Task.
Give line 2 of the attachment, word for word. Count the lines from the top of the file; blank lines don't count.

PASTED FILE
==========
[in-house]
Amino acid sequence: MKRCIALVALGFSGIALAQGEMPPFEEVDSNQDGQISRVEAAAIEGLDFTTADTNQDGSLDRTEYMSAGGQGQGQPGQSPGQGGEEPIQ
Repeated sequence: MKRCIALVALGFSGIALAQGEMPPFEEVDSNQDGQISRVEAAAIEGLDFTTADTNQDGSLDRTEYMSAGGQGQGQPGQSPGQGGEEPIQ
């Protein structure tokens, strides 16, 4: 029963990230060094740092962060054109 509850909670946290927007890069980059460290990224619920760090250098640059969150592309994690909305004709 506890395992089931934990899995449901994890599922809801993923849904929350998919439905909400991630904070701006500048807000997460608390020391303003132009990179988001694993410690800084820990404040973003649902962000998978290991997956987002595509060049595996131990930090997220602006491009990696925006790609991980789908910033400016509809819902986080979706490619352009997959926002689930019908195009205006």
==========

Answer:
Amino acid sequence: MKRCIALVALGFSGIALAQGEMPPFEEVDSNQDGQISRVEAAAIEGLDFTTADTNQDGSLDRTEYMSAGGQGQGQPGQSPGQGGEEPIQ